Do you think it has turned on its head…

Michael Hirst: If you a genuinely creative person and you have talent then you want to work in TV. There is an explosion of wonderful TV shows. I never thought I’d see it. Honestly this has taken me by surprise.

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The scale of TV show is becoming comparable to a movie now.

Michael Hirst: Yeah. It is not like walking onto a movie set – it’s not TV anymore. There is a guy who teaches how you write scripts, a famous man. Everyone has to go to his lectures, and anyway he wrote me a very nice letter saying, “I have watched Vikings and I have changed the way I teach my course.” He said, “I always said that films are for the outside and TV is for inside. He said, “Your show fills the frame and most of it is shot outside. That is the end of my thesis.”

Feature films have always overshadowed short films, but in literature short stories have occupied a prominent place. If TV continues to evolve and embrace epic storytelling will it cast feature film as a concise and short form of the medium?

Linus Roache: I personally feel and I hope that there will always be a place for cinema, because there is something about that two hour experience. It is a work of art that you sit down in front of and you don’t go anywhere for that period of time. Even a small film like Richard Linklater’s Boyhood, I am so glad I saw in the cinema and not on aDVD at home where the phone could ring. There is something about seeing that boy’s life in two hours – it is a piece of art.

But where we can go with character now, and I think it was Robert McKee who said, “Tony Soprano couldpossibly be one of the greatest characters ever written in any literary form, because that’s eighty hours exploring one man – his psyche, conscience and soul.” You read Tolstoy and it’s a thousand and odd pages, but that’s only about two seasons. So on a show like this when you are dealing with epic storytelling and huge stakes for the characters, in which you even bring in a spiritual and mystical dimension that is all woven in there, then over that period of time you can absorb something in a way that you couldn’t quite do in two hours. So I think it is probably what the novel was in the Victorian era… Binge watching [laughs].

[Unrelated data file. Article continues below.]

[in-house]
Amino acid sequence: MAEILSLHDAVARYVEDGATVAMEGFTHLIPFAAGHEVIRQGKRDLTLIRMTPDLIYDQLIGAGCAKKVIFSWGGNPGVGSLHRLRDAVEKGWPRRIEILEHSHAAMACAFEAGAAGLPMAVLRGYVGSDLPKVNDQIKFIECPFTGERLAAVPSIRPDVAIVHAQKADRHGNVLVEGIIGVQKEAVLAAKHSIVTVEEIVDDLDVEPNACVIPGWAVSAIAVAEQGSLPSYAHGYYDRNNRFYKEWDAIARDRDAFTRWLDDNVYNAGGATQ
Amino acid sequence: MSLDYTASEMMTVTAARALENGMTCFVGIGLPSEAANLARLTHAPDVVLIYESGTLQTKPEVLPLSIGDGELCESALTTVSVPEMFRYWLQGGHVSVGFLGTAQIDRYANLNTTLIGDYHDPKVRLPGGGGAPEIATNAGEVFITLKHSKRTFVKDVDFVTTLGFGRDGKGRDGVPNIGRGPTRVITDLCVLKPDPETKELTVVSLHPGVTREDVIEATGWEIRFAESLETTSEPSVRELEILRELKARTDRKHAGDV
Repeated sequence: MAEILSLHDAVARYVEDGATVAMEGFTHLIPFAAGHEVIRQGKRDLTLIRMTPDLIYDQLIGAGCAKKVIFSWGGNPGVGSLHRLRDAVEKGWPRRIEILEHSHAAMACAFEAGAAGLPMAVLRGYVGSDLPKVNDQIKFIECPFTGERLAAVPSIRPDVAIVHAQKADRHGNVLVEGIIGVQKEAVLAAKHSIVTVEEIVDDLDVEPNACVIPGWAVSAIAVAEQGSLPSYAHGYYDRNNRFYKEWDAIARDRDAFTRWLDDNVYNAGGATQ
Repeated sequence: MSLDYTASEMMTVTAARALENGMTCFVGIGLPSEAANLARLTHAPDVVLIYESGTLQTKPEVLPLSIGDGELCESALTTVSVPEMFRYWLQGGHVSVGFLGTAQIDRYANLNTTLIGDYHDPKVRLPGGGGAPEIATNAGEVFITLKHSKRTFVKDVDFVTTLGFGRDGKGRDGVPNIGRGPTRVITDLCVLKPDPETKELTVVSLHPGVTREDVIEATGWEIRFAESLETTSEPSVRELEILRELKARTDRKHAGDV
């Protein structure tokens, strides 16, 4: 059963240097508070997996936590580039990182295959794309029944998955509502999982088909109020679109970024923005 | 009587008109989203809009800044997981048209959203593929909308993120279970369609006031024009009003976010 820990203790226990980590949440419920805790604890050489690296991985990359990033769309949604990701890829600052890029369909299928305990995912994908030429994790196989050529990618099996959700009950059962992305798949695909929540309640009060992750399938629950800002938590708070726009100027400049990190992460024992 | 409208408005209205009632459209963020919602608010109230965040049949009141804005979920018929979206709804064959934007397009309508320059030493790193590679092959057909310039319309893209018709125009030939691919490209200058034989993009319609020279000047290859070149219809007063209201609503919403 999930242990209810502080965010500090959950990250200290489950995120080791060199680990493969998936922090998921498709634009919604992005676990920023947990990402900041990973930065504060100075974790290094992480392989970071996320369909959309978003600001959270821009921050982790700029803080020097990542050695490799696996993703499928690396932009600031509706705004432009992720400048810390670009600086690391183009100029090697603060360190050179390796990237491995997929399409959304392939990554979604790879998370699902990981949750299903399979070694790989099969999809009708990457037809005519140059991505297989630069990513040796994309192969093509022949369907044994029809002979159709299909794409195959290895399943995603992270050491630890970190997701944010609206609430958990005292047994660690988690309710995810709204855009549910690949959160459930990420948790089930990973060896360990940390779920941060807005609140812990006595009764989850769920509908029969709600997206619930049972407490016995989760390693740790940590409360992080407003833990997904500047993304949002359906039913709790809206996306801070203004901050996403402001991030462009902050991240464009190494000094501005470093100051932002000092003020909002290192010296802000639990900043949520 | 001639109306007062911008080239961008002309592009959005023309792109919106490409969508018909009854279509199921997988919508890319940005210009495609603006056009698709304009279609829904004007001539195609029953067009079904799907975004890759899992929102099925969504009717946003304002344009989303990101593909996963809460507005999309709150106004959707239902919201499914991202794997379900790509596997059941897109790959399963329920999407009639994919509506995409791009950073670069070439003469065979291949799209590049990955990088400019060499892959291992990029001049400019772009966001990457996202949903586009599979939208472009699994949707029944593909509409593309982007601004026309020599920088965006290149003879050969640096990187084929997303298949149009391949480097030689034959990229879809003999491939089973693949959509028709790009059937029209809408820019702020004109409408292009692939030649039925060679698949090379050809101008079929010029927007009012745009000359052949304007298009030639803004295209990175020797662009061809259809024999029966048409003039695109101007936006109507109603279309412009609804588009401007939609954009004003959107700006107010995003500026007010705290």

But hopefully everything can be preserved and have its place?

Linus Roache: I wonder what will happen. TV is already starting to get the big budgets, but what will happen when it starts to get insane budgets? What’s going to happen then? You tend to think well this is it – there’s nowhere else to go. But if they are making movies for $200 million and they start making TV on that scale, then what’s going to happen? But it is exciting times.


If you missed part one of our set visit, click this way.

Or check out part two for an interview with Katheryn Winnick.

Click here to win a copy of the show


Vikings 1 558x650 On set with the Vikings Part Two: Katheryn Winnick Interview I couldn’t throw spinning roundhouse kicks for Lagertha.

Vikings Season 2 is out on Blu-ray and DVD on 3 November with interactive features only available on Blu-ray from Twentieth Century Fox Home Entertainment